There are a variety of causes of hoof pain; conditions related to the hoof wall and keratinized structures, the coffin bone, and the podotrochlear (navicular) region all can be responsible. So before performing any tests, Turner recommended the veterinarian conduct a thorough examination of the entire foot to determine if the horse has any predisposing factors. This includes evaluating the external hoof, hoof balance, and conformation, checking for deep pain in the frog, and then using imaging modalities to assess what could be behind clinical findings.
“MRI is now the gold standard to identify factors that create lameness, and often the MRI reveals more than one area of pathology (disease or damage),” he said, which emphasizes the importance of starting with a thorough clinical exam of the entire foot and then using imaging to determine the significance of each lesion found.
Turner said one of the most common foot manipulations veterinarians perform is the hoof tester exam, followed by standard distal limb flexion tests to note any lameness (or exacerbation thereof, both considered a positive result). Turner also described using various wedge tests, which are designed to extend the hoof and related structures to reveal possible pathology. In all cases veterinarians place a block under a specific area of the foot, the horse’s opposite limb is held up for 60 seconds, and then the horse is trotted off.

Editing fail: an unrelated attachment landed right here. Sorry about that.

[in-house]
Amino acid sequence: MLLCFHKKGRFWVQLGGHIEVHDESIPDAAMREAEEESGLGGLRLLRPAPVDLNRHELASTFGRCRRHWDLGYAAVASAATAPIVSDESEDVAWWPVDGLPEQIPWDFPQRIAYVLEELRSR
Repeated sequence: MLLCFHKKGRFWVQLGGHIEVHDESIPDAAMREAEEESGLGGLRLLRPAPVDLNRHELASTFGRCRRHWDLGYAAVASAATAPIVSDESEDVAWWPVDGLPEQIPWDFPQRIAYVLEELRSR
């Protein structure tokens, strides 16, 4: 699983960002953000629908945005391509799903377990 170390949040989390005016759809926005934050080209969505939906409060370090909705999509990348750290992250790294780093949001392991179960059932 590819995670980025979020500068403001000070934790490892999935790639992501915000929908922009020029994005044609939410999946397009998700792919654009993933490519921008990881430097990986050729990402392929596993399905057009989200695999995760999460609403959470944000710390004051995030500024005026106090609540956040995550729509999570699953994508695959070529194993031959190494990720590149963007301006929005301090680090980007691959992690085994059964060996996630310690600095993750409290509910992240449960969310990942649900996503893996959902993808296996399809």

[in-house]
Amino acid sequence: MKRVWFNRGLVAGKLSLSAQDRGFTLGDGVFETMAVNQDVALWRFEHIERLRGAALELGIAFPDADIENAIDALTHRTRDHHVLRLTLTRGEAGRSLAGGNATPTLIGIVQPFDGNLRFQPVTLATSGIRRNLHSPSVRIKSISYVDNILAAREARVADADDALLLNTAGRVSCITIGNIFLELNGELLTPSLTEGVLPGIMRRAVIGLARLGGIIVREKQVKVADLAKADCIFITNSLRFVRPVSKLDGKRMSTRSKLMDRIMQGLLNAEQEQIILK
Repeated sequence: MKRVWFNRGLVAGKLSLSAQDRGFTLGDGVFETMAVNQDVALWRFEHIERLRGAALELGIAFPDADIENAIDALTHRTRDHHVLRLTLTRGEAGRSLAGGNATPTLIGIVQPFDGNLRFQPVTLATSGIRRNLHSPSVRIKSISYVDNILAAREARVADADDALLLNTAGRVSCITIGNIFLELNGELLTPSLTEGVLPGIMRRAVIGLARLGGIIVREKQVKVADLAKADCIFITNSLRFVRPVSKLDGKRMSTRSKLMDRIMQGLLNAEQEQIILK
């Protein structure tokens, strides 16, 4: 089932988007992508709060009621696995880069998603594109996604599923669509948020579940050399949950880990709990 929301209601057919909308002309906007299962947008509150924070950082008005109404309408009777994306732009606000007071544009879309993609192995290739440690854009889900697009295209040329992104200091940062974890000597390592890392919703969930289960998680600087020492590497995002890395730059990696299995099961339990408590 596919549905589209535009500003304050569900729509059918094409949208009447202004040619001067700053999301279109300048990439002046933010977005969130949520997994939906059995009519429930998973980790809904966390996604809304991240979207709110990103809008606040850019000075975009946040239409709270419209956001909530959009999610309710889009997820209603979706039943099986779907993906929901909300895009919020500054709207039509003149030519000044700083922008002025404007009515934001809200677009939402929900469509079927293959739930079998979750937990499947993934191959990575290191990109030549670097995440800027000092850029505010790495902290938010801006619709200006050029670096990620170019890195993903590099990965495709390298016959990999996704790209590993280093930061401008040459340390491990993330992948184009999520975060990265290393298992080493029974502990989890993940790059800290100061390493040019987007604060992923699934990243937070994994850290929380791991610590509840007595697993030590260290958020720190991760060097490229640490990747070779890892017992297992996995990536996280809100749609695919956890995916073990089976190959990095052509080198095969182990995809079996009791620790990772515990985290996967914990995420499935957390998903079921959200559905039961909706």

Turner described the diagnostic significance of each of these tests:
- A hoof tester exam is nonspecific for deep pain but can help the veterinarian locate abscesses, bruises, or fractures. For example, pain over the frog represents deep pain within the foot, sometimes revealing navicular disease; however, study results indicate that hoof testers have only a 50% predictive value for this condition. This is in part due to anatomical limitations in where the practitioners can squeeze the pinchers.
- Distal limb flexion exacerbates 90% of foot lameness, yet it has low specificity in identifying exactly where pain is coming from. However, a positive flexion strongly suggests joint issues. Veterinarians should follow a strong positive with abaxial wedge testing.
- Abaxial wedge testing stretches the opposite side of the foot from where the wedge is placed. Ninety percent of collateral ligament injuries are positive on a lateral wedge test.
- Toe wedge testing stretches the back of the lower leg and increases compression between the deep digital flexor tendon (DDFT) and the navicular bone. If positive, it suggests deep flexor tendon pain and the need to pursue imaging of the DDFT with ultrasound or MRI.
- Frog wedge testing (also called palmar wedge testing) has an 85% predictive value for navicular pain because it compresses the frog and digital cushion and puts pressure on the navicular bursa.
“By methodically performing these manipulative tests, a source of lameness is more readily pinpointed, appropriate imaging can be performed, and then specific treatment can be targeted to that area,” Turner said.